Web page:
Grades1 to 10
In the ClassroomShare samples of students' writing on an interactive whiteboard or projector. Be sure to preview for content inappropriate for your classroom. Have your students create cover art and write stories, book reviews, or poetry to submit to this site. Of course you will want written parent permission before submitting student work to this online magazine. Students should submit their work without identifiable names and location, according to your school policy.If your school prohibits using blogs to post student writing, this is a middle ground alternative to get their works in front of a wider audience.
Grades8 to 12
tag(s): vocabulary (323)
In the ClassroomThe interactive nature of this site makes it good way to involved students in their own learning. While it offers a purchase of the software used to create the list, you can use the exercises offered on the website for free. This is possible only if you use the list of words available on the site as sublists. Having students check their own work (the sentences offered are upper level, 8-12) frees you to work with individual students and allows all students to work at their own pace. You could also use selected lists (with credit, of course) as the basis for a student-generated class vocabulary wiki. Ask students to "define" the words creatively on the wiki and see what happens!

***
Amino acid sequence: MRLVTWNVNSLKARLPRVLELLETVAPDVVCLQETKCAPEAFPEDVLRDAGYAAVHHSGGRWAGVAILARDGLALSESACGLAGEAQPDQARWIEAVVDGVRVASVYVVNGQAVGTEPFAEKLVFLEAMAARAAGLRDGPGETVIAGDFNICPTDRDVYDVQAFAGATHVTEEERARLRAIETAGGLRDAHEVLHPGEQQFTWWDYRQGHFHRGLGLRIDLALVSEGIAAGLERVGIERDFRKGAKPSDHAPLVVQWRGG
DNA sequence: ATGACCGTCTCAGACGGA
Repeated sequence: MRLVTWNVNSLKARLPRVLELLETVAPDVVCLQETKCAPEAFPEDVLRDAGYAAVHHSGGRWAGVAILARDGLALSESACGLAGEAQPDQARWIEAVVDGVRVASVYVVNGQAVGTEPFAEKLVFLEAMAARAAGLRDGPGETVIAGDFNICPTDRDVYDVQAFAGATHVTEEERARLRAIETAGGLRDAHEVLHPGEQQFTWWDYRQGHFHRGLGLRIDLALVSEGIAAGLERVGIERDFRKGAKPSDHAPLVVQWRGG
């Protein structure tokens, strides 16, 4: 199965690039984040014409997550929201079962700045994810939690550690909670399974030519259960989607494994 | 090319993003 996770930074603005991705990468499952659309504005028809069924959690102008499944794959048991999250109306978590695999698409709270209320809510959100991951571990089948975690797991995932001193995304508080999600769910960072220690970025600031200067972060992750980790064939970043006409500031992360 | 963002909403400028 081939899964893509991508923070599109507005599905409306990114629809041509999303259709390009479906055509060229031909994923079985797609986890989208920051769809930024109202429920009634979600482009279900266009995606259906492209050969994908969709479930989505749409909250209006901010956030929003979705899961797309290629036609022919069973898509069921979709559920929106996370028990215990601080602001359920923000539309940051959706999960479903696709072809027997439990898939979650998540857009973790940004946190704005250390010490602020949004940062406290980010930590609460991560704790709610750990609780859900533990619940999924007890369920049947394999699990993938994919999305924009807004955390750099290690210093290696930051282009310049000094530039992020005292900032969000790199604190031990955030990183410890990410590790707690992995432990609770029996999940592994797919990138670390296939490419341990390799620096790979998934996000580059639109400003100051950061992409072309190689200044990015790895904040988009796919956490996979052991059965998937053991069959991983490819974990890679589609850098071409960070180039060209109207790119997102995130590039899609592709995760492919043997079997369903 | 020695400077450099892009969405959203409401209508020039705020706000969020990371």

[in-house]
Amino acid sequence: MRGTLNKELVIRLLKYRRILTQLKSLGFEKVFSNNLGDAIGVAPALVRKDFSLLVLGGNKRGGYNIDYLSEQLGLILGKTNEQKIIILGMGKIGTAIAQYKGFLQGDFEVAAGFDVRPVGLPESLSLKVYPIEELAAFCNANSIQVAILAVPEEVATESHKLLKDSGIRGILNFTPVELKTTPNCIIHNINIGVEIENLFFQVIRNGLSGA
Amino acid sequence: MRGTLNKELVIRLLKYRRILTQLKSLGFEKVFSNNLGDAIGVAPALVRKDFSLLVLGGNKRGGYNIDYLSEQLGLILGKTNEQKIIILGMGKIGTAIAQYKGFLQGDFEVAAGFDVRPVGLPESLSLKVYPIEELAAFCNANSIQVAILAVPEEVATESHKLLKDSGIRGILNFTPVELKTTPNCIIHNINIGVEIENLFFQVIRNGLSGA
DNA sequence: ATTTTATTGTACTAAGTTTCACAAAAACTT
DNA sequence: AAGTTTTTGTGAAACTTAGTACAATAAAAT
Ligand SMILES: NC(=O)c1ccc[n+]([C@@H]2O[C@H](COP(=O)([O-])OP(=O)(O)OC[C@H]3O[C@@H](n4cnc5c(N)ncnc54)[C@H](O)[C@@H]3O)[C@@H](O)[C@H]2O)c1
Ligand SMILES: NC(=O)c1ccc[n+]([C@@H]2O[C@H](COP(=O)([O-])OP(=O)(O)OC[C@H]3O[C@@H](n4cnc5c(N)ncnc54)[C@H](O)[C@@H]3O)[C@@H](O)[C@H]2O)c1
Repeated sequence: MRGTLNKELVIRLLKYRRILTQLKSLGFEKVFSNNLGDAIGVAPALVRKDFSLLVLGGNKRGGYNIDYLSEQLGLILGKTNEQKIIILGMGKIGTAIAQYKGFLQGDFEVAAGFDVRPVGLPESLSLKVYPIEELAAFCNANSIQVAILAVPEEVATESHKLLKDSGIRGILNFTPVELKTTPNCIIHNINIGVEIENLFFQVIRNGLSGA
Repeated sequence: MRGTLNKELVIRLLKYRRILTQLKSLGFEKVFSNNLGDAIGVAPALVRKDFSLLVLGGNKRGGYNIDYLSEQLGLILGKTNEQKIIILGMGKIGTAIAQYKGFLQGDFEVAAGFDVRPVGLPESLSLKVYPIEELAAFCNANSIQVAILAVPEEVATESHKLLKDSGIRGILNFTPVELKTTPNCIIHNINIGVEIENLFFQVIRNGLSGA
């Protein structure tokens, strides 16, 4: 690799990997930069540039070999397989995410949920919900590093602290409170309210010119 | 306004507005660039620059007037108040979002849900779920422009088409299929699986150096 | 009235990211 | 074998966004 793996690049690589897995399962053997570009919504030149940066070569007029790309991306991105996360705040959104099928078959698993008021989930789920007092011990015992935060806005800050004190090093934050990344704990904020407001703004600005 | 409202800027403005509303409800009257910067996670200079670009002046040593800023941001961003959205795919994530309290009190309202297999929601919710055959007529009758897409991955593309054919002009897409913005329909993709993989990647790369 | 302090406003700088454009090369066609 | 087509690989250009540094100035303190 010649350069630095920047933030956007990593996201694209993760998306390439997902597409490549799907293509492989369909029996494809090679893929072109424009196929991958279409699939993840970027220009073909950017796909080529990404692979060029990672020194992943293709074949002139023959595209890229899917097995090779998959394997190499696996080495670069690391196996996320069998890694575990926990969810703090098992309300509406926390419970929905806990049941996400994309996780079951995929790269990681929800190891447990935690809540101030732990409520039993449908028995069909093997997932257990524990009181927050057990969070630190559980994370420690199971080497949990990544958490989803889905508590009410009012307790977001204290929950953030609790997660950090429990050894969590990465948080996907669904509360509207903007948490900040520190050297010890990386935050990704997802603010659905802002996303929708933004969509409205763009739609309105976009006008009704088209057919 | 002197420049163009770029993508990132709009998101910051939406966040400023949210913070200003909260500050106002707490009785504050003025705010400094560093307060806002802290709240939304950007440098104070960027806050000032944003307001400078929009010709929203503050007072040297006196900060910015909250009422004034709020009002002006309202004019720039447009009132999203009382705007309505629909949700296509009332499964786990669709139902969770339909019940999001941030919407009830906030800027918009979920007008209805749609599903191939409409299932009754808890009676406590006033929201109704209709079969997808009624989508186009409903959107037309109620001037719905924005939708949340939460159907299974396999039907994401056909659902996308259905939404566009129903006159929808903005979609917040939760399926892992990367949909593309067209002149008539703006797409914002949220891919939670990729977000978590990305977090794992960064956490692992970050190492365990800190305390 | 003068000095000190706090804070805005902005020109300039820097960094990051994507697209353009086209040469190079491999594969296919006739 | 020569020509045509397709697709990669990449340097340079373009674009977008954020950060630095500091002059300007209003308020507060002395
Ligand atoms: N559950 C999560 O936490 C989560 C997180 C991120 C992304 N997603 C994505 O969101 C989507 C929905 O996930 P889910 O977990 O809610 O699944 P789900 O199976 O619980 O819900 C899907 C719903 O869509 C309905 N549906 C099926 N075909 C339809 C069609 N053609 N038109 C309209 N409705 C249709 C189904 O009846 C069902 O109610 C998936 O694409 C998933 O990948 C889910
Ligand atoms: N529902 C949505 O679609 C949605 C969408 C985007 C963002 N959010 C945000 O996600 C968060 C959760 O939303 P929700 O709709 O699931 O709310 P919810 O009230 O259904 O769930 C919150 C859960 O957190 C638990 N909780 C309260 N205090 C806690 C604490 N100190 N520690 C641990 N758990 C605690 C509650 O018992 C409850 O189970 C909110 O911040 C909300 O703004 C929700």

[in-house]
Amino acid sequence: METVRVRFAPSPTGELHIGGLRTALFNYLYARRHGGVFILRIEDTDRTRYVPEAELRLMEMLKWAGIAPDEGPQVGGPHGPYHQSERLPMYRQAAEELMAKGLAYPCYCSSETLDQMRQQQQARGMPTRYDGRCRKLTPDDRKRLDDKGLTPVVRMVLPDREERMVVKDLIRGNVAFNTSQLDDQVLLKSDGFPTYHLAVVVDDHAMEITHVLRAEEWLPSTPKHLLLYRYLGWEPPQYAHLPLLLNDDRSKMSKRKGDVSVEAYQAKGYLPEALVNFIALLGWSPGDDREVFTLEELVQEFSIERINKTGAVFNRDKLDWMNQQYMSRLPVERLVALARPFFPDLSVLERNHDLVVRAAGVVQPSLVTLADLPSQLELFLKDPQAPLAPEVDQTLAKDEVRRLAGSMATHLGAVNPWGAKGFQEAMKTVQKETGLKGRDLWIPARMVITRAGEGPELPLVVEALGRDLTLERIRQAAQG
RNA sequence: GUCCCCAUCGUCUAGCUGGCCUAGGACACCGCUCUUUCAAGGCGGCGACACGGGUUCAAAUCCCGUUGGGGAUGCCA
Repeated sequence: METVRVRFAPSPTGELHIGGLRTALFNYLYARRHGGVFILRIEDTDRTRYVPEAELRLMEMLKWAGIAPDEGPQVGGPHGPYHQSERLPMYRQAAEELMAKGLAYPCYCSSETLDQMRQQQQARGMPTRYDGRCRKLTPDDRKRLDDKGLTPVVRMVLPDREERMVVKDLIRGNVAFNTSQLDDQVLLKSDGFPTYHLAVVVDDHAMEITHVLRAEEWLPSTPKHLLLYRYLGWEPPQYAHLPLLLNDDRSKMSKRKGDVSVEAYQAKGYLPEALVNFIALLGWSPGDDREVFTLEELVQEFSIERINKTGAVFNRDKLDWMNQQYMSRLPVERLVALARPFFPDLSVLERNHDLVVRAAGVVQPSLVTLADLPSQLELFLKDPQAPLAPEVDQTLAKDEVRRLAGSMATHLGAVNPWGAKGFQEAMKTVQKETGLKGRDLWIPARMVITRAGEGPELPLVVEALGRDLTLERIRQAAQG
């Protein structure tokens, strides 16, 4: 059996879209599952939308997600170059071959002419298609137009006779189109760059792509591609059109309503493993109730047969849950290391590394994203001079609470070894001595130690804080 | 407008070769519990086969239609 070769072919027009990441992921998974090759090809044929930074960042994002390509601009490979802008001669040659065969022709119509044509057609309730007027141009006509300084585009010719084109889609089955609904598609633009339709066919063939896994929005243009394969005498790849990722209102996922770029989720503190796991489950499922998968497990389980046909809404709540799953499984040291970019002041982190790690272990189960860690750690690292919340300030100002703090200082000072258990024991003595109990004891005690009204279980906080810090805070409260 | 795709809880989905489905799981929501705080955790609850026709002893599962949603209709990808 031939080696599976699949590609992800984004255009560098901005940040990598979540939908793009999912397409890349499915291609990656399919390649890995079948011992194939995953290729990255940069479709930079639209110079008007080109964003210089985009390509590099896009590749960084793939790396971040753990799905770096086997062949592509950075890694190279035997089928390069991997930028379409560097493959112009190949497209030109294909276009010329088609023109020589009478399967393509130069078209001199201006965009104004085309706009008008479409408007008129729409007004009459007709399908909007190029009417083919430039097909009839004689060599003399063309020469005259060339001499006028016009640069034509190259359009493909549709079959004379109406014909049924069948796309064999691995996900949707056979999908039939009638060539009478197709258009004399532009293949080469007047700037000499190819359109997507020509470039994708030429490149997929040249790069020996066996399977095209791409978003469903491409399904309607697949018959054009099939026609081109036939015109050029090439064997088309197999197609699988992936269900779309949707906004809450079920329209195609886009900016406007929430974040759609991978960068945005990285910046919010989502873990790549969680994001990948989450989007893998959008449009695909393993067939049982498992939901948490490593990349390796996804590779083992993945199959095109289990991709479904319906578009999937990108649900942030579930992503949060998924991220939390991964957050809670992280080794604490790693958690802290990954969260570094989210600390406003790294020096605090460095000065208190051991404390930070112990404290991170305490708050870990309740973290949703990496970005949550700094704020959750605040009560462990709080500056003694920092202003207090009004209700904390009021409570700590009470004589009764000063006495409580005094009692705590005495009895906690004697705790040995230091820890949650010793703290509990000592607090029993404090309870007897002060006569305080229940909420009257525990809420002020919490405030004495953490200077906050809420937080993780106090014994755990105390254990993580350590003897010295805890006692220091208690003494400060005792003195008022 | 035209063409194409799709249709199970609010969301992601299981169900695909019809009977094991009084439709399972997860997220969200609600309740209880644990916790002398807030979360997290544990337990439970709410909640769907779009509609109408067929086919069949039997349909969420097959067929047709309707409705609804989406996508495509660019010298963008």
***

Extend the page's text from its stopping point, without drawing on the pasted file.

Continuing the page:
Grades7 to 10
In the ClassroomPerfect for middle school students who can work ahead independently or for high school students who are still struggling a bit, this site gives you the option of having students practice on their own, particularly through the self-testing stage. This would be great as a learning station on writing for students.
GradesK to 12
tag(s): thesaurus (24)
In the ClassroomSend students to this site to look up those difficult words. ESL and ELL students can use this site to practice the pronunciation of new words. Be sure to mark this site as a favorite or share on your teacher web page for easy access.
Grades4 to 12
Be aware, there are minor unobtrusive advertisements at this website. Nearly all of the interactive stories require Flash. You can get it from the TeachersFirst Toolbox page..